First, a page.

Vaginal Yeast Infections The Facts

Vaginal yeast infections send more women to the doctor than just about any other cause. Unfortunately, many women have to keep going back to the doctor because the infection returns. If you're one of those women, you know that a yeast infection is no fun at all, and you're ready to do whatever it takes to keep from having another one.

According to recent research, the incidence of vaginal yeast infections has doubled over the last 20 years, possibly because of changes in lifestyle, environmental changes, or mutations in the yeast organism itself. No one really knows for sure why the incidence of infections is increasing so rapidly.

Since most of us are only aware of yeast when we get a vaginal infection, many people don't realize that over 10,000 people in the United States die each year from fungal infections caused by the same organism that makes our crotches itch and burn.

The yeast that is responsible for vaginal infections and oral thrush is a tiny fungus called Candida albicans. Occasionally, a yeast infection is caused by a form of Candida yeast other than the common C. albicans. These yeasts include C. dubliniensi and C. stellatoidea. Tests can be done to determine what type of yeast is causing an infection, but infections by yeasts other than Candida albicans are rare.

Candida is the most common type of fungal infection in humans, and it can lead to serious health problems for some people. A yeast infection can even be deadly in people with compromised immune systems. For this reason, any woman who gets the symptoms of a yeast infection while receiving chemotherapy treatment for cancer should seek medical attention as soon as possible.

There are four common causes of yeast infections:

1. The balance of power between bacteria and yeast is disturbed. Bacteria help us by keeping the yeast in check, so if the bacteria are killed, a yeast population can explode out of control.

This can happen when antibiotics are used during an illness. A diet high in refined sugars and other carbohydrates can also upset the balance by favoring the growth of yeast and inhibiting the growth of bacteria. This imbalance can lead to a yeast infection in the mouth or vagina.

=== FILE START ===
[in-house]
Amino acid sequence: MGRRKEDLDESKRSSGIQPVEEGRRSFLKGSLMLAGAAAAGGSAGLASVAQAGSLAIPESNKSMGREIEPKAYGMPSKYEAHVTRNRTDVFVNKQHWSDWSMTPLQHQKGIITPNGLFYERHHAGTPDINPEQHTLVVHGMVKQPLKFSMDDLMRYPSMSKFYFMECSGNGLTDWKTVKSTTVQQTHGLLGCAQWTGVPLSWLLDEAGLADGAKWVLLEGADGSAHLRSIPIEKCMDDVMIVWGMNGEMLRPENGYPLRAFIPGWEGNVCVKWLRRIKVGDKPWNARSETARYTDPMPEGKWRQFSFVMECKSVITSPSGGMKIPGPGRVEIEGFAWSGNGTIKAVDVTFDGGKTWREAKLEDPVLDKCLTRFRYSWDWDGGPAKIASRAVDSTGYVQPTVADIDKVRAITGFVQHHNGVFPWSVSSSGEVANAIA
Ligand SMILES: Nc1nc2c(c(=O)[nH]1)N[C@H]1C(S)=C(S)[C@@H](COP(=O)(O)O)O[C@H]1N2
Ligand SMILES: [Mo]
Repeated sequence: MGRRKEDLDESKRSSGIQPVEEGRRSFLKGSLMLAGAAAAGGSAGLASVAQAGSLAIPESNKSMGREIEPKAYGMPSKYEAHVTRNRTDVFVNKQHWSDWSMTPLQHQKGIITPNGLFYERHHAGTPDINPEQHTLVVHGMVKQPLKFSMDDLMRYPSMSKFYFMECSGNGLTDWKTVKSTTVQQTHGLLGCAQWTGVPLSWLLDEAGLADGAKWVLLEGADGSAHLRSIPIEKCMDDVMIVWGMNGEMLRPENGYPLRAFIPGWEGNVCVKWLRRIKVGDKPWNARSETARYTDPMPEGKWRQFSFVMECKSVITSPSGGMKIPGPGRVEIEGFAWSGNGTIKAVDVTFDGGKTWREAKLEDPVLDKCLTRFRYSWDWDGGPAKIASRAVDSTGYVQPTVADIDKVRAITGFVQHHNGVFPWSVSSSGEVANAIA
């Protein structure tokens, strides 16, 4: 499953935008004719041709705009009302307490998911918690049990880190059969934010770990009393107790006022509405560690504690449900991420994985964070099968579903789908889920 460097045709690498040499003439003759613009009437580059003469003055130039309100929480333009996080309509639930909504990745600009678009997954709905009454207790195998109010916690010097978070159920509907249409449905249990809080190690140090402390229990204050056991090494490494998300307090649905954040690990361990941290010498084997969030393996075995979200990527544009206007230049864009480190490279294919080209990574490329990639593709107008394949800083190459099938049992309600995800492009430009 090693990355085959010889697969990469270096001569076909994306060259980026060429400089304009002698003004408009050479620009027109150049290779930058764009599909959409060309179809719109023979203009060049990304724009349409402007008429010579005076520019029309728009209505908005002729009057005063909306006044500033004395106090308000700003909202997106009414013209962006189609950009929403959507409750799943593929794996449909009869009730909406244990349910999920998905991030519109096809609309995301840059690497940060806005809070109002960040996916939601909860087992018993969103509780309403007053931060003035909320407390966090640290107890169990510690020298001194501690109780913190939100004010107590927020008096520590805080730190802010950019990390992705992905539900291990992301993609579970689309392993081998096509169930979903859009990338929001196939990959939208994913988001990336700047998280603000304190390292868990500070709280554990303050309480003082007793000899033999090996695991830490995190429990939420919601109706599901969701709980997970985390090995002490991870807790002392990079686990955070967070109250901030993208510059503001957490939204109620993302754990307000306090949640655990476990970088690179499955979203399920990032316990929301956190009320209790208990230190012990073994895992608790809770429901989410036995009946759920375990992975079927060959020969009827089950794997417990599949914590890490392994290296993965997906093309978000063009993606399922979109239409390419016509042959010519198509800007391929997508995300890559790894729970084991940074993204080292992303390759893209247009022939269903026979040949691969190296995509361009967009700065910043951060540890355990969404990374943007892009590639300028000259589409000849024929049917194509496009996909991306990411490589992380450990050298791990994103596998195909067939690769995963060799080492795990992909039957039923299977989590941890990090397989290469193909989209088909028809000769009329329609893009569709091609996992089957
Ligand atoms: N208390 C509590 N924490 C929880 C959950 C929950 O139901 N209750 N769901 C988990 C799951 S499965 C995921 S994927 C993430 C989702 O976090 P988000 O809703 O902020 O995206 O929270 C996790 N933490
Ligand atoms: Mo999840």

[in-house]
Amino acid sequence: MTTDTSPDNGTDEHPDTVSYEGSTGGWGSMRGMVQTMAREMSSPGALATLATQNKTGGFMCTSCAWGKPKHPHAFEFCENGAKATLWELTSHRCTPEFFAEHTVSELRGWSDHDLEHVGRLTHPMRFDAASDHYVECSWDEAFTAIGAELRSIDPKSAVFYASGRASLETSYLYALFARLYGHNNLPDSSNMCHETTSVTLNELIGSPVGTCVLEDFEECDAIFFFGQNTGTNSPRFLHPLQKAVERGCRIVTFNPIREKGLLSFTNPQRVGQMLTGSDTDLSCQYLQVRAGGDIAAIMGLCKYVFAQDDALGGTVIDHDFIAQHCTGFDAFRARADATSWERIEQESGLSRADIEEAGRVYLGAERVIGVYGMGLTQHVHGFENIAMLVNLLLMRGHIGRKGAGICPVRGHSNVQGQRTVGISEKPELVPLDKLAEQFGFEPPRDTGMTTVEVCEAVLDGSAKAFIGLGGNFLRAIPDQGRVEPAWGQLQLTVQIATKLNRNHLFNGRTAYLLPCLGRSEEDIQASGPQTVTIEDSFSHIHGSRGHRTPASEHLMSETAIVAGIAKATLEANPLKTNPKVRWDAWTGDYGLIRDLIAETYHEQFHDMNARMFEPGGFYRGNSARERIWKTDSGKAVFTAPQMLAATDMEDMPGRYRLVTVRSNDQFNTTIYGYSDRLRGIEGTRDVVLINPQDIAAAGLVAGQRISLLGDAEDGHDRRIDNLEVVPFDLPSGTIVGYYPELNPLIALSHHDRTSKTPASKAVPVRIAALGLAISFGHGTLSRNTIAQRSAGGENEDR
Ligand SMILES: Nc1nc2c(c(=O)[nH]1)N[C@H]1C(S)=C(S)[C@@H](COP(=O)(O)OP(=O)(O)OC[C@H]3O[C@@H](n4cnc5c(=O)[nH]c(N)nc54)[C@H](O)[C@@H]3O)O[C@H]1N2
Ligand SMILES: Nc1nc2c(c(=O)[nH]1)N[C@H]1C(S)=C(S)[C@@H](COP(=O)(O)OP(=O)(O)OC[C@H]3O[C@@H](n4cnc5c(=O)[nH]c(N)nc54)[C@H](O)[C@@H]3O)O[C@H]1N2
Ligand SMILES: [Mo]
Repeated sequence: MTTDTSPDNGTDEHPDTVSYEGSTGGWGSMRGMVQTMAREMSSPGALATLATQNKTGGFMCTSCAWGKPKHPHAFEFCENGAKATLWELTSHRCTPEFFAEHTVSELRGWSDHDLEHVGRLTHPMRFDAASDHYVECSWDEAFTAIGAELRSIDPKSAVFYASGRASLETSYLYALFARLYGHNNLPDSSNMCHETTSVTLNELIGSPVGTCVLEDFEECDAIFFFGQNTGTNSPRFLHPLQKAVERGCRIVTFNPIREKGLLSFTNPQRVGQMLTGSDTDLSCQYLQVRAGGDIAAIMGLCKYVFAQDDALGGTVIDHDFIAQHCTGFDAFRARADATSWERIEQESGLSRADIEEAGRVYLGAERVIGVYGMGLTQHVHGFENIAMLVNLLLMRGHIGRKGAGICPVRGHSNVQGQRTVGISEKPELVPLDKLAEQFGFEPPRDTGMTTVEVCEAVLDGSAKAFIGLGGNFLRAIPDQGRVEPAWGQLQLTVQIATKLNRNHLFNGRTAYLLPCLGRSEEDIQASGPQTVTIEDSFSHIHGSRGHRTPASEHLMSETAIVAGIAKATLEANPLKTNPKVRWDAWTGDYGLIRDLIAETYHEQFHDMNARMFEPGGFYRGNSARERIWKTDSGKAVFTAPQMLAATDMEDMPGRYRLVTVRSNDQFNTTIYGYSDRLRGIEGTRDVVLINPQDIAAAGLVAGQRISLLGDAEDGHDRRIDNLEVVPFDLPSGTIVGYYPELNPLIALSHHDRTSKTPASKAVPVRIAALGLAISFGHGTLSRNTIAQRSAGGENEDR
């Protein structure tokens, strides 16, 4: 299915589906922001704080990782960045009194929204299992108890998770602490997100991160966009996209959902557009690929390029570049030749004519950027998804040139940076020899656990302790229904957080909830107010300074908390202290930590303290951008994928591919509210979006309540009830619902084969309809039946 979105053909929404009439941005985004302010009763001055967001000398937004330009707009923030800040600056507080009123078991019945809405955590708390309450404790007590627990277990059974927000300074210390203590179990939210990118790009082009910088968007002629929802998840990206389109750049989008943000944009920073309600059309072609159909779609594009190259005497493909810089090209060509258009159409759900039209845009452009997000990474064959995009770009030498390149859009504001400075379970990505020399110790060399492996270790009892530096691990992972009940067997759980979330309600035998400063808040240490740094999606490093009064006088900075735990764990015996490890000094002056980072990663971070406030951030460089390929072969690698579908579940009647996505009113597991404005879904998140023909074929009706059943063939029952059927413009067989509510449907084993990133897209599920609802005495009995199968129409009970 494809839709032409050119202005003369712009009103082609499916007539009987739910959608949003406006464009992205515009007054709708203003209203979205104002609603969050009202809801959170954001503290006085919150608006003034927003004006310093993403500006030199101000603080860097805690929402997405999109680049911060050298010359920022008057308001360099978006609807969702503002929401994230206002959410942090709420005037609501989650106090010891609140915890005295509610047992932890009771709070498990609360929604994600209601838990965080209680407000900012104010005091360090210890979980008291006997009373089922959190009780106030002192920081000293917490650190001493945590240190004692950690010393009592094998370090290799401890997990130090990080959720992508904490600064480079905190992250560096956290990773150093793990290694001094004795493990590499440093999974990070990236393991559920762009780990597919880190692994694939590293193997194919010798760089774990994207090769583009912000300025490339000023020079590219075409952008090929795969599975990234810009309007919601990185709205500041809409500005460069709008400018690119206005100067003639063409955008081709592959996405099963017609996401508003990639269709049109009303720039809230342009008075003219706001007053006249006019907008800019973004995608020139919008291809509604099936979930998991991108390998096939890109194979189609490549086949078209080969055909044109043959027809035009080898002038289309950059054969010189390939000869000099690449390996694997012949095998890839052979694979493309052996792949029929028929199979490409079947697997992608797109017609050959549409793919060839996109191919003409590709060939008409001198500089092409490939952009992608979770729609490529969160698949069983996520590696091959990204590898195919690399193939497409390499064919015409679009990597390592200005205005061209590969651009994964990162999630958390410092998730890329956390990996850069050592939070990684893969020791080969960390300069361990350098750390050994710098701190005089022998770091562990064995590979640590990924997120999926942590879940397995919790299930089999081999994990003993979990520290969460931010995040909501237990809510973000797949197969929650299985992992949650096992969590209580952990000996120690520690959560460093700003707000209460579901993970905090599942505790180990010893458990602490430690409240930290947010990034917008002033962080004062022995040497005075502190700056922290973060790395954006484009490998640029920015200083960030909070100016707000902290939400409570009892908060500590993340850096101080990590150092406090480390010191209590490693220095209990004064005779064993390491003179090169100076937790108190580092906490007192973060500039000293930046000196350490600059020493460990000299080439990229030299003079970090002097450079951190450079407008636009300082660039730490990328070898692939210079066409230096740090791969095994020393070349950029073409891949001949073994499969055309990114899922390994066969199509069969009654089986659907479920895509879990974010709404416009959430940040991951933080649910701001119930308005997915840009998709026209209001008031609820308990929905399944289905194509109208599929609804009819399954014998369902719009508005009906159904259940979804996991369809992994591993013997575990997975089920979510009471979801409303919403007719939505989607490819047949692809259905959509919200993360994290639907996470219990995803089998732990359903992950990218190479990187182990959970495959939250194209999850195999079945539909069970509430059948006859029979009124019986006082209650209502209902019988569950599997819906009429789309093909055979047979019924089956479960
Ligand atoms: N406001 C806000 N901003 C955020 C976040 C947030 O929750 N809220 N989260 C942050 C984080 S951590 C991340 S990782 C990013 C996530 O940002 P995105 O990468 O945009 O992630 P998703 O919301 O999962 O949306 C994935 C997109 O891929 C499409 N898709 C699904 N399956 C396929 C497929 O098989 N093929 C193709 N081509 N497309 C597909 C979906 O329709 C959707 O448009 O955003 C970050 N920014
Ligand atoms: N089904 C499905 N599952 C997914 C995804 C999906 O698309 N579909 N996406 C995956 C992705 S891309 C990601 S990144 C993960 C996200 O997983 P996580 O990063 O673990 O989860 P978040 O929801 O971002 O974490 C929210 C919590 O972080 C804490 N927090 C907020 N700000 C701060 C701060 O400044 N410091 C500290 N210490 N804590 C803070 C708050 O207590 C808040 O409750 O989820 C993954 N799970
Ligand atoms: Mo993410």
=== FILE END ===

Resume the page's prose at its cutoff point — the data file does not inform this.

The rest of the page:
2. Changing hormone balances, (due to pregnancy, hormone replacement therapy during menopause, and oral contraceptives), can create the right conditions for a yeast infection.

3. Yeast infections can also occur when the patient's immune system is compromised by an HIV infection, chemotherapy or radiation treatment, Lyme disease or organ transplant. Steroids can also slow the immune response and allow a yeast infection to take hold.

4. And finally, chronic yeast infections can be a symptom of a more serious underlying illness, such as diabetes, thyroid disorder, leukemia or AIDS. If your yeast infection keeps coming back, ask your doctor for a complete exam to rule out any underlying cause.

Unfortunately, the symptoms of vaginal yeast infections are very similar to other conditions that are caused by bacteria and parasites. While yeast infections are not usually dangerous in women with intact immune systems, a bacterial infection can cause permanent damage to your reproductive organs, and must be treated promptly.

This is why it is so important to get a medical diagnosis, even if you've had a yeast infection before. It's also the reason why you should be very careful before treating an infection on your own - up to two-thirds of the women who purchase over-the counter medications for yeast infections actually have a bacterial infection instead, and the anti-fungal medication won't do any good. In fact, using anti-fungal medications when you don't need to can make future yeast infections more difficult to treat.

To make matters even more complicated, some "natural" cures for yeast infections that you find on the Internet can actually push a bacterial infection up into your uterus and fallopian tubes, where it can cause permanent damage. For this reason, it's important to learn as much as you can about vaginal yeast infections, and the other types of conditions that look just the same, but need to be treated differently.

Vaginal infections aren’t the most exciting subject in the world, but it’s important to be informed so you can make good decisions about your health. To learn more about Candida albicans yeast infections – what causes a vaginal yeast infection, how to get rid of it, and how to keep it from coming back – visit

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